When we talk about financial wellbeing, what do we mean? More than just earning an income, financial wellbeing is about having financial security and the freedom to make choices.
There are three interrelated aspects to good financial wellbeing:
- The ability to meet your expenses and have money left over.
- Feeling and acting in control of your finances.
- Being financially secure and not needing to worry too much about money.
It’s considered normal for your financial wellbeing to vary over the course of your life. This is particularly true during major life events such as moving out of home, having a baby, changing jobs or retiring. Unexpected financial shocks can also have a big impact on your financial wellbeing.
How fit are our nation’s finances?
The Financial Wellbeing Australia report (2018) describes four categories of financial wellbeing. Around a quarter of all respondents (extrapolated to 4.5 million Aussies) were classed as having the highest level of financial wellbeing.
Around 40% (or 7.4 million Aussies) fell into the category of “doing ok”. They described their situation as “fair” or “good” and were relatively confident about the next 12-months. A further 23% of respondents (around 4.4 million people) were just getting by, while the remaining 13% (2.4 million people) were considered to be “struggling”.
How can I improve my finances?
Developing good financial habits will help you improve your financial health over time. That includes:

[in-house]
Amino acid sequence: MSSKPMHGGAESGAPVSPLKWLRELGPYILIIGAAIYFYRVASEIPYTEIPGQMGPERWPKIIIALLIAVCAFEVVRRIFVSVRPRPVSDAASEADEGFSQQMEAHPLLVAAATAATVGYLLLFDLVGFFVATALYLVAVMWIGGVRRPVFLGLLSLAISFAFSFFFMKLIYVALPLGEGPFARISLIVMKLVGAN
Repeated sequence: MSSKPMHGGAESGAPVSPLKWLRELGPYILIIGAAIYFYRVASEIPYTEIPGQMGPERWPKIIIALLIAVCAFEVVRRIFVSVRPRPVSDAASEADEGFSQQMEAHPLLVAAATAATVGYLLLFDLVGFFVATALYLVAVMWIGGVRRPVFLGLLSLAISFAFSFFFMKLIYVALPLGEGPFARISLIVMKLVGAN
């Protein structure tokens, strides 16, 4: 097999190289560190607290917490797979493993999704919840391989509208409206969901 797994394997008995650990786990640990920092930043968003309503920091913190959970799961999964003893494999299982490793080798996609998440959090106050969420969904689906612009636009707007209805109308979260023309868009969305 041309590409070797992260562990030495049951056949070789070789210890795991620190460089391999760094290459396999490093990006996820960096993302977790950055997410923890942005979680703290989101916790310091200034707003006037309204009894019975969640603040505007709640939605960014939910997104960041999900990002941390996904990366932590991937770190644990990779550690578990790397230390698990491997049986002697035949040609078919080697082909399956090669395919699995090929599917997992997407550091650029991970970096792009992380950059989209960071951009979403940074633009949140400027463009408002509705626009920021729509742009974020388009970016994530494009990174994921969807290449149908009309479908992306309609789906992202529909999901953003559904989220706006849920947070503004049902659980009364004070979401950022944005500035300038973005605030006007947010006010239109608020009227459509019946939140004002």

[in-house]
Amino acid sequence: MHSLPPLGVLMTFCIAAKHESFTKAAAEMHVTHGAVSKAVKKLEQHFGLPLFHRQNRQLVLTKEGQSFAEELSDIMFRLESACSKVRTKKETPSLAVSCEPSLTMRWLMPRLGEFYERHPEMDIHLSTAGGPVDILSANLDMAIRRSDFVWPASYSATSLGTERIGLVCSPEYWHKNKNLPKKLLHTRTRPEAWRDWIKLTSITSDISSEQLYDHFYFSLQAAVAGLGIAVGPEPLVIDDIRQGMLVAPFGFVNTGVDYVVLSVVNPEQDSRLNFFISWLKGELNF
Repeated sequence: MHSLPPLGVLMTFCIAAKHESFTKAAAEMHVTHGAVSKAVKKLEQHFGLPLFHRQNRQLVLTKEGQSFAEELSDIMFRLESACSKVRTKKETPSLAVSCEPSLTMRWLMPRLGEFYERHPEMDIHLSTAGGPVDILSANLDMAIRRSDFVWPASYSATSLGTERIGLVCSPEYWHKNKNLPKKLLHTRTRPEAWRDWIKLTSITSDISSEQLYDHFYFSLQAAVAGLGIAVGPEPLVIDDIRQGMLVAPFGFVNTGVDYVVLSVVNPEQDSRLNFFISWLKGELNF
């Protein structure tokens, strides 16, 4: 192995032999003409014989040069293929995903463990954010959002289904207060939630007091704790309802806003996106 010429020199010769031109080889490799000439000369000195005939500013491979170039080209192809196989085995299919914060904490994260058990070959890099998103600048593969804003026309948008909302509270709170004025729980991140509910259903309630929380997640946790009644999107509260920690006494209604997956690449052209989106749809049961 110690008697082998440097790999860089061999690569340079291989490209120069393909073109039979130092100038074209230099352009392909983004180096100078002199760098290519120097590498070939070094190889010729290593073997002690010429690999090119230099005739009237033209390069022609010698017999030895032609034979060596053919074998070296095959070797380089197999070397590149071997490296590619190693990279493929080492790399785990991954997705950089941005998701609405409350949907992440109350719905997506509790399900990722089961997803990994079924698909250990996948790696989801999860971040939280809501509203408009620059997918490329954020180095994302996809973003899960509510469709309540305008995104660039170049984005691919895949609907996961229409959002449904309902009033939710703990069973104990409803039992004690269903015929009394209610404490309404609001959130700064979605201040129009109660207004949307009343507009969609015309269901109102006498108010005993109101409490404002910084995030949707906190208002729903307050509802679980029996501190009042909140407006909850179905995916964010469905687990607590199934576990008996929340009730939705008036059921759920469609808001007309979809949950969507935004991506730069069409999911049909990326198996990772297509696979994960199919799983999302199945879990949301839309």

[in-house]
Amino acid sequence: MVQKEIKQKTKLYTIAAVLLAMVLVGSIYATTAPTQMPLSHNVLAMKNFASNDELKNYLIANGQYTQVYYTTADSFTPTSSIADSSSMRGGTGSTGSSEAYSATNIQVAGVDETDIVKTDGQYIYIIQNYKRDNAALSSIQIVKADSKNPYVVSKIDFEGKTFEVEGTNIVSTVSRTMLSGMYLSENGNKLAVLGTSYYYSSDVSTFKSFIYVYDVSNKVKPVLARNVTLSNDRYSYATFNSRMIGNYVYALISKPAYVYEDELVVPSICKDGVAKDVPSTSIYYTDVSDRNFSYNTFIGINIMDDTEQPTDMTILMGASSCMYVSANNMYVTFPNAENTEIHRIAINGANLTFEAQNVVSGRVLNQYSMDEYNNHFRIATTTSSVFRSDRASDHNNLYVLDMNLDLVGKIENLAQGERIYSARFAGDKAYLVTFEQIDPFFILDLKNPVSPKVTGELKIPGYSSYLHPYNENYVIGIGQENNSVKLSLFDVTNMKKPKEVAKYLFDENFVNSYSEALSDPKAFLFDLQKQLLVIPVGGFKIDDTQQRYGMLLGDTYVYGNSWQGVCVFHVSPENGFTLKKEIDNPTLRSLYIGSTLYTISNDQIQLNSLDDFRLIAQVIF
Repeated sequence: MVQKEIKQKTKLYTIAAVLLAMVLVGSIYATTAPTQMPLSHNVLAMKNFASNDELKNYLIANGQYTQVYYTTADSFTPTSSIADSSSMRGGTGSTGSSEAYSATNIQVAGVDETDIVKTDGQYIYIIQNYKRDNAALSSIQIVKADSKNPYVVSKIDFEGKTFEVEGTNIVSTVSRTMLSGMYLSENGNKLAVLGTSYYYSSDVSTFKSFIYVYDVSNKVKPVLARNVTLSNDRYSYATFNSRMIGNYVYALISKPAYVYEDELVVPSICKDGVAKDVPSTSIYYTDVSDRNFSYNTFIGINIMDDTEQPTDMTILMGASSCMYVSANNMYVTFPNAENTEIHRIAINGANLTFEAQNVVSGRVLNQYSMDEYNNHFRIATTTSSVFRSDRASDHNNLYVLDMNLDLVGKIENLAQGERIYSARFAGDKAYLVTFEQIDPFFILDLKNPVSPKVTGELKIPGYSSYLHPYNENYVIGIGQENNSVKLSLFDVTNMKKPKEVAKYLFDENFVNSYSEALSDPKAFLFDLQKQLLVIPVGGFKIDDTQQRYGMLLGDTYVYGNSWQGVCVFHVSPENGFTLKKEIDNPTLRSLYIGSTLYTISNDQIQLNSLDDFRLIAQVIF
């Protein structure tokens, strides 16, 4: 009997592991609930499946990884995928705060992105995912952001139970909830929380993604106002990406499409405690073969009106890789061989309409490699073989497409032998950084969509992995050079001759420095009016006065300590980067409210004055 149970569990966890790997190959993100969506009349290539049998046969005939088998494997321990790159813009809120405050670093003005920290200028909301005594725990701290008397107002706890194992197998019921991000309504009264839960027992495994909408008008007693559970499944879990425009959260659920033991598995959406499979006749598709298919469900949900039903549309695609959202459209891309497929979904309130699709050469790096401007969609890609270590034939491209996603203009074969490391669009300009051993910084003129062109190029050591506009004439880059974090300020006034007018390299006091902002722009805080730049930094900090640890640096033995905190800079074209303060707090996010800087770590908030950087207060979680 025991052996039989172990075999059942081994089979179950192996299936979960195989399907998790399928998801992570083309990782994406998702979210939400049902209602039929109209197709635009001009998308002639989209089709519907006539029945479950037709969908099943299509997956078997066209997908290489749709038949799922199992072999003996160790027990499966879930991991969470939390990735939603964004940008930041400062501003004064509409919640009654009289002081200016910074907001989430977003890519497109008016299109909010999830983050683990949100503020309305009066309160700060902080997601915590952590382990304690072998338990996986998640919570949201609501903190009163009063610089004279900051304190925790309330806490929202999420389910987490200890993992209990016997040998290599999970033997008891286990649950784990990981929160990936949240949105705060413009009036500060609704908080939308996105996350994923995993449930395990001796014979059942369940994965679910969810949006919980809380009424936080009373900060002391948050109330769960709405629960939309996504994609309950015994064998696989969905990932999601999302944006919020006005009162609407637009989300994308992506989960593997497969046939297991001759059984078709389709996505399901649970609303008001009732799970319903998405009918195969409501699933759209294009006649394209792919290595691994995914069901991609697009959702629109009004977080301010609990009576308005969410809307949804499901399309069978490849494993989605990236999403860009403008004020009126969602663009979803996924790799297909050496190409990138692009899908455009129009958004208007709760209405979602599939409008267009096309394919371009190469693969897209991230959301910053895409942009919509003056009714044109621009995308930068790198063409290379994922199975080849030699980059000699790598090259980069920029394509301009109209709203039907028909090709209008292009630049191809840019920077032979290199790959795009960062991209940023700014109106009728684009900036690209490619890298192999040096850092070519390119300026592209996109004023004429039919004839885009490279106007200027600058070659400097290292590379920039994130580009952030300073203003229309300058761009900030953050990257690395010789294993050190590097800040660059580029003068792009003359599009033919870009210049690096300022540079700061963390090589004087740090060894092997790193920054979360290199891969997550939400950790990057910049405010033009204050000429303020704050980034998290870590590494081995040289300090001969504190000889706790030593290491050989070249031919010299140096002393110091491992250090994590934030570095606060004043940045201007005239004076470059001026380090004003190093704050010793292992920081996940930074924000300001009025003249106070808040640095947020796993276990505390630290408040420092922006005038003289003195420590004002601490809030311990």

- Having a budget or spending plan.
- Making regular cash savings.
- Building an emergency fund of at least six months living expenses.
- Paying down debt and maintaining a good credit rating.
- Having adequate insurance.
- Building up enough superannuation to retire comfortably.
Much like your physical and mental health, your financial health needs regular check-ups to stay in good condition.
How can a financial planner help?
Think of your financial planner like your family doctor: as your partner in good health. Having the right financial planner on your team can help you navigate life’s ups and downs.
A financial planner is able to support your changing needs at every stage of life. For example, in your twenties and thirties a financial planner can help you save, invest and plan for a family. They can help you consolidate and protect your wealth into your forties and prepare for retirement in your 50s, 60s and 70s.
When you go to see a financial planning professional, they’ll look at your overall financial wellbeing and develop a plan tailored to your circumstances. Again, much like the family doctor, financial planning is an ongoing relationship, not just a one-off meeting. So, look for someone that you feel comfortable with and can work with long-term.
Source: Money and Life